In a previous article I addressed what it was like battling Giardia over a period of four months. With hiking, backpacking and summer camps becoming increasingly popular parents and individuals need to know the risk of developing Giardia and what signs and symptoms they need to look for so they can properly treat the disease.
Giardia starts as an infection in the small intestine that is caused by ingesting a parasite, The most common way of ingesting the Giardia parasite is through contact with contaminated water such as swimming or drinking the water. Known by its medical name Giardia Intestinalis, it is the most common cause of parasitic gastrointestinal disease, and it is the most common water-borne disease in the US. While almost 3 million cases are reported in the United States every year the disease is more common in Southeast Asia and parts of Africa where drinking water is not treated properly.
Giardia will present itself either as an inactive cyst, or the active form of the disease called a trophozoite which attaches itself to the lining of the small intestine and continues to spread inside the intestines. The active trophozoite exits the body through the contaminated persons feces, but it can not live very long outside the body and generally will not be spread to others through that form. The inactive cyst though can live outside the host body for a short period of time and can be passed on to others through a toilet seat, sink or any other surface touched by the infected person after they use the bathroom and either touch a surface before washing their hands or not washing their hands after.
Domestic and wild animals typically see more cases of Giardia infection then humans, but animals are usually the most common way for humans to become infected with the disease if they did not get it through a water source. The most common places you will find Giardia outside of a fresh water source is in swimming pools, water parks and hot tubs usually caused by an infected user contaminating the water after using the bathroom or coming in contact with another infected person.
Symptoms of Giardia
Symptoms of Giardia will start to appear 10 days after ingesting the parasite. The most common symptoms of Giardia are diarrhea, usually accompanied by a terrible smell, and mild to severe abdominal pain that will feel like painful cramps. Other symptoms include bloating in your stomach or a full feeling, nausea with or without vomiting. You may notice a foul smell in the vomit if you do throw up. You may also experience malaisem, fatigue and smelly gas.While it isn’t uncommon to find someone suffering from Giardia with a fever, it isn’t normal while the disease runs its course. If you experience a fever while suffering from the disease contact a Doctor to see if something else is happening.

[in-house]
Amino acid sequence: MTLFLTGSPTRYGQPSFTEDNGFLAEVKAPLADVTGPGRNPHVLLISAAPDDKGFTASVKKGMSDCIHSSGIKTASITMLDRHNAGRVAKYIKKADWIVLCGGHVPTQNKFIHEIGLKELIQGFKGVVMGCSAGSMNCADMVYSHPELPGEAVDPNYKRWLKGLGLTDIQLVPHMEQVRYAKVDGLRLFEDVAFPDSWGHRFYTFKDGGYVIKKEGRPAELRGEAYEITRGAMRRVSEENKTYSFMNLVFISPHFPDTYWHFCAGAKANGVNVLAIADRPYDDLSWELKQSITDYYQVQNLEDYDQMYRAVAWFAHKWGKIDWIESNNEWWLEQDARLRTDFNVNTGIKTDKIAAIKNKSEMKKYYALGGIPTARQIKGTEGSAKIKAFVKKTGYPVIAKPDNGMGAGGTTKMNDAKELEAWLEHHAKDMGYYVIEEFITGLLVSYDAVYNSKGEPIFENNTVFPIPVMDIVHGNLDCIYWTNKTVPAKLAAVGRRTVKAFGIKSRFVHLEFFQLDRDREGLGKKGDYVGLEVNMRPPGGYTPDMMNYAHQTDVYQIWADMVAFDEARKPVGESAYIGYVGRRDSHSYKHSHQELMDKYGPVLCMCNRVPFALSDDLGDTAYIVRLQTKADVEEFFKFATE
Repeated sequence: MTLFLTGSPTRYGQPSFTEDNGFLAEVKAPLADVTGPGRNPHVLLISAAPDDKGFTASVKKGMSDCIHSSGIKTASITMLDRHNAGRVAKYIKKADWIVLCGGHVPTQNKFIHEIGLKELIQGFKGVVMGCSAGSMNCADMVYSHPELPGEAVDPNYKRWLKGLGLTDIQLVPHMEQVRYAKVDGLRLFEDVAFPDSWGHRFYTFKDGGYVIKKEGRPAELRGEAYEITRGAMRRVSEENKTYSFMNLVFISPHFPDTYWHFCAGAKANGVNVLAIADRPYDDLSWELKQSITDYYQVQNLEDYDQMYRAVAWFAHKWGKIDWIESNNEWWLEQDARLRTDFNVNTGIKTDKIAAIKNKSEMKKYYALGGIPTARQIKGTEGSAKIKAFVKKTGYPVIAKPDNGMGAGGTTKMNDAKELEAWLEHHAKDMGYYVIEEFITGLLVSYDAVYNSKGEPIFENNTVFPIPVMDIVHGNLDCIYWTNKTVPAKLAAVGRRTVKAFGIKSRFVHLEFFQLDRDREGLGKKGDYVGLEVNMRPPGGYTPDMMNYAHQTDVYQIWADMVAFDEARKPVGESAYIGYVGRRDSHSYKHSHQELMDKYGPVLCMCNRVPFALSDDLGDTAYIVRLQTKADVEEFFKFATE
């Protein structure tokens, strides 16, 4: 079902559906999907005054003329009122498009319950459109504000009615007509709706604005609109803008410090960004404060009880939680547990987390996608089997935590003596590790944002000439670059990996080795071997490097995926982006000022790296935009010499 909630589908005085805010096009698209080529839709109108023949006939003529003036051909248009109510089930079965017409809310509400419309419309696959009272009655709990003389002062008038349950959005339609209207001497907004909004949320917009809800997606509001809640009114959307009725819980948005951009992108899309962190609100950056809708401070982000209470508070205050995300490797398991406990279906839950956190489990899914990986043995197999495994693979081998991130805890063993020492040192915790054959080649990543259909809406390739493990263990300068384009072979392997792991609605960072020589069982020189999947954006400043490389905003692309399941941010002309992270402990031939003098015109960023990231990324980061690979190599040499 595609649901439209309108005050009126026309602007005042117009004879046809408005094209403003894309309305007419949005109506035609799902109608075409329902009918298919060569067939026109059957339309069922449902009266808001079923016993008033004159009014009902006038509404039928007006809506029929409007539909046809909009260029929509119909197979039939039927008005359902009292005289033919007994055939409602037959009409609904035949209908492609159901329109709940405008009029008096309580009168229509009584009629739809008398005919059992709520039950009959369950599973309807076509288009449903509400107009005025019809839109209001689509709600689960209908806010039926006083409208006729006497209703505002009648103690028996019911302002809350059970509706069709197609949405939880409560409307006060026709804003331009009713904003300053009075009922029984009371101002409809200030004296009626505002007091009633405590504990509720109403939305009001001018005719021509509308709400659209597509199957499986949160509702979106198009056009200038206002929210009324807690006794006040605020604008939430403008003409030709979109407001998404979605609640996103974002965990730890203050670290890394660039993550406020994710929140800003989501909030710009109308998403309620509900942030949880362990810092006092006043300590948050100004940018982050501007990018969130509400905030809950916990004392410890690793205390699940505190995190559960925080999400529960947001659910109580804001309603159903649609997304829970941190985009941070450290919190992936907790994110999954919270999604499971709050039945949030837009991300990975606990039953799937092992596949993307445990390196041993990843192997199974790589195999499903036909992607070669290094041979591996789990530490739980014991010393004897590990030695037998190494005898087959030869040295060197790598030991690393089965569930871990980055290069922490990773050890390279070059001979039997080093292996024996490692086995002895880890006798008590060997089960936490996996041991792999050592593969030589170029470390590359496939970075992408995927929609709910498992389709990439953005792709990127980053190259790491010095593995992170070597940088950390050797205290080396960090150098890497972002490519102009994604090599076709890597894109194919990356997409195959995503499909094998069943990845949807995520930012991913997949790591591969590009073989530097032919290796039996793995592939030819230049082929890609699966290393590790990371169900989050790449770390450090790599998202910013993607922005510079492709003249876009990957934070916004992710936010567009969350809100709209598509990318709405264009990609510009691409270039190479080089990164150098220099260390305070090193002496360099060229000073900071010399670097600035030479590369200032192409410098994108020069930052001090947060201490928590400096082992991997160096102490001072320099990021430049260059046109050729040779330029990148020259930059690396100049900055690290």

Unfortunately, many people who become infected with Giardia typically won’t notice the symptoms until the disease has progressed. Many will pass it off for something else, or as was my case, be told by a Doctor they were suffering from something else entirely which only prolongs the disease. If you think you may have come in contact with Giardia, and you aren’t satisfied with what a Doctor has told you, seek out a second opinion or contact a Disease Specialist who may be able to answer your questions and understand your symptoms better.
Abrupt weight loss is common with Giardia, some patients will lose 10-15 pounds in one month. Losing your appetite is another symptom of the disease. When I had the disease I went from having a healthy appetite to taking two bites of a meal and being finished because I felt full. This is very common, and the way most people who have the disease lose weight so quickly.
Who is at Risk for Giardia?
Giardia occurs in areas where there is inadequate sanitation or inadequate treatment of drinking water. Giardia affects not only the host, but in the case of cysts spread through feces or food, anyone who comes into contact with the patient for up to two weeks after the parasite is spread. This is not the case with the trophozoite version of the disease which can not live for long outside the body and will not be passed to another person.
Children are easily susceptible to the disease, especially in countries with poor drinking water filtration or bodies of water in summer camps or streams where any wild animal drinks from or goes to the bathroom in. A child who attends daycare with the disease can easily spread it to other children if they don’t wash their hands properly. Due to lowered immune systems, children are more susceptible to the disease then adults.
Treatment for Giardia
According to the FDA the only drug currently approved for treating Giardia in the U.S. is Furazolidone (Furoxone) for 7-10 days. It is approximately as effective as metronidazole, which is available outside the United States and is affective in curing almost every case of Giardia. Tinidazole is also available outside the U.S. and is highly effective at treating the disease.
In some cases the disease can not be cured with the medication offered and a Doctor may have to change the dosage or add another drug to cure the disease.